Published By: Little Brown
Released On: 06/10/2022
The past isn’t always dead and buried.
A house with history. That’s how the estate agent described the old toll house on the edge of the town. For Kelda it’s the perfect rural home for her young son Dylan after a difficult few years.
But when Kelda finds a death mask concealed behind one of the walls, everything changes. Inexplicable things happen in the house, Kelda cannot shake the feeling of being watched and Dylan is plagued by nightmares, convinced he can see figures in his room. As Dylan’s behaviour becomes increasingly challenging, Kelda seeks answers in the house’s mysterious past. But she’s running out of time.
Because something has awoken.
And now it won’t rest…
Thanks to NetGalley and Little Brown for the advanced copy of this title in return for an honest review.
I first picked this up one evening when I was alone in the house and it sounded so scary – and I’m such a wuss – that I pushed it back until I had company.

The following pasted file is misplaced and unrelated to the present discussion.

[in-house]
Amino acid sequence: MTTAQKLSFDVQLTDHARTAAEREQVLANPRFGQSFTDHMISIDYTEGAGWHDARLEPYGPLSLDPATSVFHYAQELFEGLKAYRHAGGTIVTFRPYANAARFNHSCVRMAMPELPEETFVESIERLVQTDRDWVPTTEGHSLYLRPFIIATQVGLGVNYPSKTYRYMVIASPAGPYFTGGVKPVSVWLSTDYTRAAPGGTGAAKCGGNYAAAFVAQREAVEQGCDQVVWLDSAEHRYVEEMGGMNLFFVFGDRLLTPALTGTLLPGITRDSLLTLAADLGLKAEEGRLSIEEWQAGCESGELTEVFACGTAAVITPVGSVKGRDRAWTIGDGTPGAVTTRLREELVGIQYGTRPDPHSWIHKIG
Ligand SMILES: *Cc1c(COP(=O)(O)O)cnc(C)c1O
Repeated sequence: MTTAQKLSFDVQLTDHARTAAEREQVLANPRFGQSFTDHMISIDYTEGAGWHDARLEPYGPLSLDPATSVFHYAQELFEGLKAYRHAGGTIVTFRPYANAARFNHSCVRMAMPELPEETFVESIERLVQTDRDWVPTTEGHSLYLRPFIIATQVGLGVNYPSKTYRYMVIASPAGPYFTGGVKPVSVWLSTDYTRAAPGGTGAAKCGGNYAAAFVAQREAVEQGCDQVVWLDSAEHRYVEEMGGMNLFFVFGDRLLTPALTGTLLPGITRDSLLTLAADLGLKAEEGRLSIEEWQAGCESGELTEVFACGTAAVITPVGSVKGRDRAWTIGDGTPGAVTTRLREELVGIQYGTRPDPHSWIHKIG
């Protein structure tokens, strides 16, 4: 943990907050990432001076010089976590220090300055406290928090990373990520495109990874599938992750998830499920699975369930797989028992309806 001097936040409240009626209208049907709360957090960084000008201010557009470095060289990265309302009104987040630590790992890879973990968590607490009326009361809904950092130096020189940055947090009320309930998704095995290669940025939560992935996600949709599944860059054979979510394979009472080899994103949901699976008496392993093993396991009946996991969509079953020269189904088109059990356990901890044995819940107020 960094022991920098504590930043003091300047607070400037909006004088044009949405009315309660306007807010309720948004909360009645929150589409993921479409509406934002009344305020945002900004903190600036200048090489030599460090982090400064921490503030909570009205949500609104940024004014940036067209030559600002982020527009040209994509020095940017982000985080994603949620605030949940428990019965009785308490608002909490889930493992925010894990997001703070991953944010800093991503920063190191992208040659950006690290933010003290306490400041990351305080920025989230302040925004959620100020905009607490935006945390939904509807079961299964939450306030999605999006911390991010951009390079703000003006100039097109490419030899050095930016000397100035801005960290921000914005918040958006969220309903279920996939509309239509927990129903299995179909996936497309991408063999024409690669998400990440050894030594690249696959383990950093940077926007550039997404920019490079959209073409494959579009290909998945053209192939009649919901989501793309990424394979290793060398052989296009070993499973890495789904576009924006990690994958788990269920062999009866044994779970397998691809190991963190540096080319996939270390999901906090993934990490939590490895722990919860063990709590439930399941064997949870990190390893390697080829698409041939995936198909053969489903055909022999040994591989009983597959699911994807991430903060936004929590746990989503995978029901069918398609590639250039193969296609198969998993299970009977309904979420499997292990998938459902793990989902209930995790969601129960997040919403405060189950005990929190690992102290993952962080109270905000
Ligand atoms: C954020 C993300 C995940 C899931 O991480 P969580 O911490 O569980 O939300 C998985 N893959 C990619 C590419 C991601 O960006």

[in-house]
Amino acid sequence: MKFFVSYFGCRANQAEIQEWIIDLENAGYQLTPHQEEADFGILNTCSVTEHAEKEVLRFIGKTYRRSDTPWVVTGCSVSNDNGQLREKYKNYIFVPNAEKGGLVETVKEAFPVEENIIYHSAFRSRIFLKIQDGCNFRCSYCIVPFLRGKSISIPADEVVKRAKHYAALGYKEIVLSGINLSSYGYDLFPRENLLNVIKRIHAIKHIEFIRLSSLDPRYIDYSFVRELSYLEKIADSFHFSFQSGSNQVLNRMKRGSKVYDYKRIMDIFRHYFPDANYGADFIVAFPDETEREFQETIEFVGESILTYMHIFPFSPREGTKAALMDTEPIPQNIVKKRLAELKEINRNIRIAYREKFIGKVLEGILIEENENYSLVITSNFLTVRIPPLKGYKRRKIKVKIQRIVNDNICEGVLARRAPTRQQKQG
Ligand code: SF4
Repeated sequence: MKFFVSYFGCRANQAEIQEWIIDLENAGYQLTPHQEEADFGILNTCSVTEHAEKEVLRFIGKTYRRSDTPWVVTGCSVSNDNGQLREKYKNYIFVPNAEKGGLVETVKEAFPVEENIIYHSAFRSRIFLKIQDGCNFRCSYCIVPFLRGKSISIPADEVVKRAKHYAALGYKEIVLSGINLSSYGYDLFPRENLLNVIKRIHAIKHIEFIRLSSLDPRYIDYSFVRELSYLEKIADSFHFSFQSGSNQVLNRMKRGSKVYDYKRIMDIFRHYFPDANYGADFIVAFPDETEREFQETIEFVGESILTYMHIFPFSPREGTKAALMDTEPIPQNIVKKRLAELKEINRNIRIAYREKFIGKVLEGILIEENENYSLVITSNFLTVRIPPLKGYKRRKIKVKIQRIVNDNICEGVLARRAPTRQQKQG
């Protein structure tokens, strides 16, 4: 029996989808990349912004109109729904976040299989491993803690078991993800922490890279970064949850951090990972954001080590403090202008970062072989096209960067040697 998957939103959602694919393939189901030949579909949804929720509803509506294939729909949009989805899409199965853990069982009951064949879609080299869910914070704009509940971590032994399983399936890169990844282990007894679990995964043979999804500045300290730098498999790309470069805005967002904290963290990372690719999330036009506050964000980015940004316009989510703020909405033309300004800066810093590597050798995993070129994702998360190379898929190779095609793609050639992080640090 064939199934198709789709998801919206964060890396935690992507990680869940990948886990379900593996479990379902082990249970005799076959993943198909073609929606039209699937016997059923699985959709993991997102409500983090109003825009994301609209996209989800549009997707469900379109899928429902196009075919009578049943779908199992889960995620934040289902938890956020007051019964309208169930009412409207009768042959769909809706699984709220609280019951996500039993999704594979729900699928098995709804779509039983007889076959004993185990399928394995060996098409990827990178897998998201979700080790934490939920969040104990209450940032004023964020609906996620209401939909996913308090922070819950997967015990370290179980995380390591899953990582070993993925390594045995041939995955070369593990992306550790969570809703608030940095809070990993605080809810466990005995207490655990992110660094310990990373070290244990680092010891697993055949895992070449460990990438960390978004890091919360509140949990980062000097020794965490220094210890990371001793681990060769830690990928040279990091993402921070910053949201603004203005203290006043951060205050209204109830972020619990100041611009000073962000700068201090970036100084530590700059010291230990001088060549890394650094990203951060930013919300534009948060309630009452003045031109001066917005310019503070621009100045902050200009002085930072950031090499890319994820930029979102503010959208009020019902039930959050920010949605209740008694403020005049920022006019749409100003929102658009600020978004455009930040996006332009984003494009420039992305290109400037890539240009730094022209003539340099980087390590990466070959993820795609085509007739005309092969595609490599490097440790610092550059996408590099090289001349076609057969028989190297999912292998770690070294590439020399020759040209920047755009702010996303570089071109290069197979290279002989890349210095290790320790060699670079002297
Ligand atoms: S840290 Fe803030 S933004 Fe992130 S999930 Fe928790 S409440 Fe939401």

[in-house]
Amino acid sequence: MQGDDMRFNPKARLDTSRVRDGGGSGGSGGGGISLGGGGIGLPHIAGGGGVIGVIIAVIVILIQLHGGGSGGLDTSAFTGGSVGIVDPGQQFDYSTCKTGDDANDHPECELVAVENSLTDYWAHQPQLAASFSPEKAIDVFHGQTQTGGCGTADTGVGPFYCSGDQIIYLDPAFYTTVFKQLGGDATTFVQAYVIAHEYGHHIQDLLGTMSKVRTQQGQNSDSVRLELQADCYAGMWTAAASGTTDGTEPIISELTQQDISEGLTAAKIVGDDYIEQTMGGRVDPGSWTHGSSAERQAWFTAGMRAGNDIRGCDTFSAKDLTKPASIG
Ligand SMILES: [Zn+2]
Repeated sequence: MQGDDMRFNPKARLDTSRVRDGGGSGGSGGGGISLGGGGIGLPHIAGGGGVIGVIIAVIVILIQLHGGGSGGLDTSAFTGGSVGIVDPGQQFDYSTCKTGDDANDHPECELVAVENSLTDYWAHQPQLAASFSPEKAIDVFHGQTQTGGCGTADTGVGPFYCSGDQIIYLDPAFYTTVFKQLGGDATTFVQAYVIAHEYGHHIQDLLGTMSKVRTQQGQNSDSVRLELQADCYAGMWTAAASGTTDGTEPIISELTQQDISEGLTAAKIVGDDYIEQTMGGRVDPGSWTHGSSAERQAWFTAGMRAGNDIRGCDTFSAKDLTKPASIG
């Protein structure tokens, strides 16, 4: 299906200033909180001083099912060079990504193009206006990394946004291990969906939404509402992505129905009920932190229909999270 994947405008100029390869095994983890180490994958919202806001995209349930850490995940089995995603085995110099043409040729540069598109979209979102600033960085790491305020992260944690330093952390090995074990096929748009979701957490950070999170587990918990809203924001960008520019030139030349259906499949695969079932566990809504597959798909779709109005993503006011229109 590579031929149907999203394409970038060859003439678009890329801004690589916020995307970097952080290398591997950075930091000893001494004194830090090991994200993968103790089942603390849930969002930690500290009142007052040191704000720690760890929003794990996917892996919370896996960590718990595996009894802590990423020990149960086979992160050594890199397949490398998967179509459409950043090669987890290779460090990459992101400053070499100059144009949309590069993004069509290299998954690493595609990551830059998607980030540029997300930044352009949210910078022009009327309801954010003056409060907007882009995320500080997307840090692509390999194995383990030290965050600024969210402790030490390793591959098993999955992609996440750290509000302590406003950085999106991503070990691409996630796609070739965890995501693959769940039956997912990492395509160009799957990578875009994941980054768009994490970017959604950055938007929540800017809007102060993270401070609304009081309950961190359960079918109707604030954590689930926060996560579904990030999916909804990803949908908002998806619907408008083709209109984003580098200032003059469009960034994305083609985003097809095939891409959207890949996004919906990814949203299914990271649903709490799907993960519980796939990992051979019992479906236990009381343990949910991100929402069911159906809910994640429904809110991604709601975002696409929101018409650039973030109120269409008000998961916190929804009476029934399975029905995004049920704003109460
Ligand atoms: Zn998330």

This echoed the classic horror stories of years gone by. The ones that aren’t in your face or over the top, they’re not jump scares. It’s that cold fear that gets into your bones and you start to question whether you can see a face in that shadow.
I liked the dual time periods of present day and the 1800s. It’s not chopped and changed every chapter so it doesn’t feel stilted or stop/start. But it’s enough for you to feel comfortable in both time periods and they both gives nods to the other.
Even though I was thoroughly enjoying it, at about 40% of the way through I had to put it down for the day as it was scaring me too much. I’ve never read a book that’s physically given me chills; I even had to pick up a lighter book so that I could get to sleep.
Carly’s writing is so chilling, so atmospheric. It’s not full on twists and turns, they’re used sparingly but to great effect.
All the characters were fantastically written, especially our main protagonist Kelda and her son Dylan.
Even though it is very supernatural with ghosts and poltergeists and whatnot, it felt very tangible and so real you could feel it happening to you. I think it helps that she has interspersed it with the mundane – going to work, picking kids up from school, seeing family, doing gardening, moving house – so it lulls you into this false sense of security.
I did at first think it would make a good TV series or film but now I’ve finished it, I’m not sure it would. That’s not because it isn’t any good, on the contrary, it’s fantastic, but I think most of the terror comes from your imagination and not being able to see everything all at once, that’s where the fear lies – in the not knowing – and I think a big screen might take some of that away.